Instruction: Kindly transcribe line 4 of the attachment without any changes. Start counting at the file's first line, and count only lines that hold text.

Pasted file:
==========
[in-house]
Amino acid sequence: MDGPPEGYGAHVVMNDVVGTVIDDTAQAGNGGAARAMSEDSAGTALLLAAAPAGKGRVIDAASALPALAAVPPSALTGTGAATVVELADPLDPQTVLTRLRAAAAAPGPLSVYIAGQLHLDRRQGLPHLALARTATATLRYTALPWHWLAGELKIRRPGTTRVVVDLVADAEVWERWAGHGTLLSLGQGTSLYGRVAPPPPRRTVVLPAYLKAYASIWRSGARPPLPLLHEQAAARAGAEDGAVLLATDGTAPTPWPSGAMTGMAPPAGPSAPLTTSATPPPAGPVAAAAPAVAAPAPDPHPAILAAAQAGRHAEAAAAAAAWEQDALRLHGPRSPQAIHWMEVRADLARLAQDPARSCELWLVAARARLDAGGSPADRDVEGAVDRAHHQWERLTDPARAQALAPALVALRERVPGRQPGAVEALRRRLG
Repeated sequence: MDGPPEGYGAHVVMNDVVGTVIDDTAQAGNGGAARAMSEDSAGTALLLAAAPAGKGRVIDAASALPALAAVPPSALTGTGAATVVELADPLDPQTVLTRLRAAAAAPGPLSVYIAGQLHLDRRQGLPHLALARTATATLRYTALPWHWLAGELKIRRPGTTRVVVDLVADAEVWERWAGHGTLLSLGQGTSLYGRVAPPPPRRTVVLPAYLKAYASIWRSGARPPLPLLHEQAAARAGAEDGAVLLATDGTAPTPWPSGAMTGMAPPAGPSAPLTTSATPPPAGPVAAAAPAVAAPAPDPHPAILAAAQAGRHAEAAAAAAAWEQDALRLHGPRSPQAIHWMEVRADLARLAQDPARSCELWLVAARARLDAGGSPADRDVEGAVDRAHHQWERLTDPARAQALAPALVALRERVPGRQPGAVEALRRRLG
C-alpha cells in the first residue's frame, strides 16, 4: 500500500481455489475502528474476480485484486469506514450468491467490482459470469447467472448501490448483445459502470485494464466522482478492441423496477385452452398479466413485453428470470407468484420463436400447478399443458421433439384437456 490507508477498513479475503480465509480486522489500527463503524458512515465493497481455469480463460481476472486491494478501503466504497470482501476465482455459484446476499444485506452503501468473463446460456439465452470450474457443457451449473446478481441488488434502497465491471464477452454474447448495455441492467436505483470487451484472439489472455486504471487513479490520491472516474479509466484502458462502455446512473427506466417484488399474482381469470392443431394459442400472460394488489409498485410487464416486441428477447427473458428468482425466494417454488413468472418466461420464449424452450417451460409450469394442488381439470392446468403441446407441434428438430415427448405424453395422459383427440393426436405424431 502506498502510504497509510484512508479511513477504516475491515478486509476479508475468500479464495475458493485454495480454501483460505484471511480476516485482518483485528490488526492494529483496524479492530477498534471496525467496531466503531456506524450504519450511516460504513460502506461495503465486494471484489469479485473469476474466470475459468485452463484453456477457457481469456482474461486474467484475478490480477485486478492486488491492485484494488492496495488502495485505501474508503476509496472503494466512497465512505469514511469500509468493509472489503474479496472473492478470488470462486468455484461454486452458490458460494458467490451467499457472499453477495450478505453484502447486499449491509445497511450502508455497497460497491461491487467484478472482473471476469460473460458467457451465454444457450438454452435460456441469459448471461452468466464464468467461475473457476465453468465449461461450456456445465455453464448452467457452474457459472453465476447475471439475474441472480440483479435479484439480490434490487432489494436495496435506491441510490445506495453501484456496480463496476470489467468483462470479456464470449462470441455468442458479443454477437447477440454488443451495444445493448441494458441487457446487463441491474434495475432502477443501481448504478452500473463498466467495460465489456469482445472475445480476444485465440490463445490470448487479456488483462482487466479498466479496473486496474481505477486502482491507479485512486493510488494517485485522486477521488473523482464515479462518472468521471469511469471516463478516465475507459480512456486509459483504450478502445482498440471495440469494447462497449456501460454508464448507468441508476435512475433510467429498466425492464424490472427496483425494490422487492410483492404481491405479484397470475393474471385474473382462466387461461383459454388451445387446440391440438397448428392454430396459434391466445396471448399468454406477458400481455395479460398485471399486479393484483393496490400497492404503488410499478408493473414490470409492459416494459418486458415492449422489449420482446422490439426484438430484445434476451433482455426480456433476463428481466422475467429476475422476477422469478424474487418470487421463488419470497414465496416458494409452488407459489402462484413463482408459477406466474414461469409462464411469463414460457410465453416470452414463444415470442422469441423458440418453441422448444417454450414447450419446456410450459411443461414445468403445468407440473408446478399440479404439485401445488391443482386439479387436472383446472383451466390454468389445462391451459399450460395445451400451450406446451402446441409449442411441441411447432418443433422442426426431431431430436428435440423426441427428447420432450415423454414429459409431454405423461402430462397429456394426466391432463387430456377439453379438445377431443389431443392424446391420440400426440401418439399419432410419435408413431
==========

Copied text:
C-alpha cells in the first residue's frame, strides 16, 4: 500500500481455489475502528474476480485484486469506514450468491467490482459470469447467472448501490448483445459502470485494464466522482478492441423496477385452452398479466413485453428470470407468484420463436400447478399443458421433439384437456 490507508477498513479475503480465509480486522489500527463503524458512515465493497481455469480463460481476472486491494478501503466504497470482501476465482455459484446476499444485506452503501468473463446460456439465452470450474457443457451449473446478481441488488434502497465491471464477452454474447448495455441492467436505483470487451484472439489472455486504471487513479490520491472516474479509466484502458462502455446512473427506466417484488399474482381469470392443431394459442400472460394488489409498485410487464416486441428477447427473458428468482425466494417454488413468472418466461420464449424452450417451460409450469394442488381439470392446468403441446407441434428438430415427448405424453395422459383427440393426436405424431 502506498502510504497509510484512508479511513477504516475491515478486509476479508475468500479464495475458493485454495480454501483460505484471511480476516485482518483485528490488526492494529483496524479492530477498534471496525467496531466503531456506524450504519450511516460504513460502506461495503465486494471484489469479485473469476474466470475459468485452463484453456477457457481469456482474461486474467484475478490480477485486478492486488491492485484494488492496495488502495485505501474508503476509496472503494466512497465512505469514511469500509468493509472489503474479496472473492478470488470462486468455484461454486452458490458460494458467490451467499457472499453477495450478505453484502447486499449491509445497511450502508455497497460497491461491487467484478472482473471476469460473460458467457451465454444457450438454452435460456441469459448471461452468466464464468467461475473457476465453468465449461461450456456445465455453464448452467457452474457459472453465476447475471439475474441472480440483479435479484439480490434490487432489494436495496435506491441510490445506495453501484456496480463496476470489467468483462470479456464470449462470441455468442458479443454477437447477440454488443451495444445493448441494458441487457446487463441491474434495475432502477443501481448504478452500473463498466467495460465489456469482445472475445480476444485465440490463445490470448487479456488483462482487466479498466479496473486496474481505477486502482491507479485512486493510488494517485485522486477521488473523482464515479462518472468521471469511469471516463478516465475507459480512456486509459483504450478502445482498440471495440469494447462497449456501460454508464448507468441508476435512475433510467429498466425492464424490472427496483425494490422487492410483492404481491405479484397470475393474471385474473382462466387461461383459454388451445387446440391440438397448428392454430396459434391466445396471448399468454406477458400481455395479460398485471399486479393484483393496490400497492404503488410499478408493473414490470409492459416494459418486458415492449422489449420482446422490439426484438430484445434476451433482455426480456433476463428481466422475467429476475422476477422469478424474487418470487421463488419470497414465496416458494409452488407459489402462484413463482408459477406466474414461469409462464411469463414460457410465453416470452414463444415470442422469441423458440418453441422448444417454450414447450419446456410450459411443461414445468403445468407440473408446478399440479404439485401445488391443482386439479387436472383446472383451466390454468389445462391451459399450460395445451400451450406446451402446441409449442411441441411447432418443433422442426426431431431430436428435440423426441427428447420432450415423454414429459409431454405423461402430462397429456394426466391432463387430456377439453379438445377431443389431443392424446391420440400426440401418439399419432410419435408413431